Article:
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Are educators doing enough when it comes to climate change?

Purdue University Professors Dr. Daniel Shepardson and Andrew Hirsch believe that right now, climate change is the one topic that isn’t adequately covered in classrooms across America – even though this is one of our most pressing environmental issues today.

“It tends to be addressed in a piecemeal fashion,” Shepardson says students may touch on it a bit in earth science or biology class, but that’s not enough. “There’s not really a clearly defined conceptual framework to help teachers to teach about climate change.”

That’s why Shepardson and his colleague, Hirsch recently co-authored “Teaching Climate Change – What educators should know and can do in American Educator.

They argue that climate change is the #1 environmental issue. “If we don’t address a warming climate, then we are going to find ourselves having to deal with extreme heat, extreme storm events, and food security may become a problem,” says Hirsch.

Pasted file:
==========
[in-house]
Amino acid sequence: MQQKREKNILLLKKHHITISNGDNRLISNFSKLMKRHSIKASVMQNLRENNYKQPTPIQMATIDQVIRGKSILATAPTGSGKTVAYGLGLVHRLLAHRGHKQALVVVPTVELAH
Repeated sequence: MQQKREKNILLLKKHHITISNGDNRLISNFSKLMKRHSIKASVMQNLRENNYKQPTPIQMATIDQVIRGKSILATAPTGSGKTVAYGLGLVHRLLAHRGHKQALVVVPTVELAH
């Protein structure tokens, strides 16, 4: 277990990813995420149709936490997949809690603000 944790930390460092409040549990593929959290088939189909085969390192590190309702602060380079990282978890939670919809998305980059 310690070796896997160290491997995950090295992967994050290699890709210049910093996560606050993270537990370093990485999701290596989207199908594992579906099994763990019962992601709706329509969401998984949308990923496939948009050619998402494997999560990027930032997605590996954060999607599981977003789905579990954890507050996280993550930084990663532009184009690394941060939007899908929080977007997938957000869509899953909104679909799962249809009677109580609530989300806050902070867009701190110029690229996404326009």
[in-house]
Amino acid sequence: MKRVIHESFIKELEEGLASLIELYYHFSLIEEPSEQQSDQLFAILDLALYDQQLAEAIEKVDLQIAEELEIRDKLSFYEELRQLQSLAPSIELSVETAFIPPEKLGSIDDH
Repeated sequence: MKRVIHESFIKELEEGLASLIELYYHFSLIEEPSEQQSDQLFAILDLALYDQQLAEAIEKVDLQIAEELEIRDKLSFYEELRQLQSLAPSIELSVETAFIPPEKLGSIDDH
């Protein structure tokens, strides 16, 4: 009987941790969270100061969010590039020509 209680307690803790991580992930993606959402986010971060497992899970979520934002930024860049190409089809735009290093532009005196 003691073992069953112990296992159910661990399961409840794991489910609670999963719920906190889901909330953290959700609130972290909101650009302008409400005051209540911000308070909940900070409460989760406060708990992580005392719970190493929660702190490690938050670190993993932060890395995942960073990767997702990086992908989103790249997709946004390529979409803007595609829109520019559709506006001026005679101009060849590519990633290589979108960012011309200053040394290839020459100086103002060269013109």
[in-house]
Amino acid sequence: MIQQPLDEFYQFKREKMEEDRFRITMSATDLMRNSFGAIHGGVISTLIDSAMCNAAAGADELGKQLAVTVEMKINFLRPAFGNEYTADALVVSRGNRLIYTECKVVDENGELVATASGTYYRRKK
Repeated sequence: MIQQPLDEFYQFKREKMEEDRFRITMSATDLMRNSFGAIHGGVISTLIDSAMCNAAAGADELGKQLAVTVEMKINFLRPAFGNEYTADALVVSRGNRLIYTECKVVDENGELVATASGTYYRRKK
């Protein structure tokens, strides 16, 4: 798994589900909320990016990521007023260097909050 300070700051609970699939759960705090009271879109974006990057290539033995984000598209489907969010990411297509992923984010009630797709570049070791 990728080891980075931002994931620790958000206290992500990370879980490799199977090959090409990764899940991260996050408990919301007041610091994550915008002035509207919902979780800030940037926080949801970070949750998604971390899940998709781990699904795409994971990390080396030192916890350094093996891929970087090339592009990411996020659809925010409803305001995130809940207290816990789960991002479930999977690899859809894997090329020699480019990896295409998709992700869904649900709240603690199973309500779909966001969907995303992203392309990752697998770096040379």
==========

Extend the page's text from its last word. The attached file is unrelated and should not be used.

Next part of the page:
Navigating the political storm.

There’s a fine line between educating students about climate change and making it an opportunity for debate.

A lot of teachers will present both sides. Still, the pair say that allowing this kind of discussion in your classroom could backfire if you’re not careful to avoid any heated exchanges among classmates who may be on opposite ends with their beliefs about global warming or how humans contribute to its occurrence.

Hirsch says the debate should be about how we deal with the issue. “That’s where teachers can engage students in debating the ways we mitigate and adapt to our changing climate.

To get tips on how to teach about climate change and hear our full interview with Hirsch and Shepardson, listen to Episode 207 of the Class Dismissed Podcast. You can listen to the latest episode of Class Dismissed on iTunes here.

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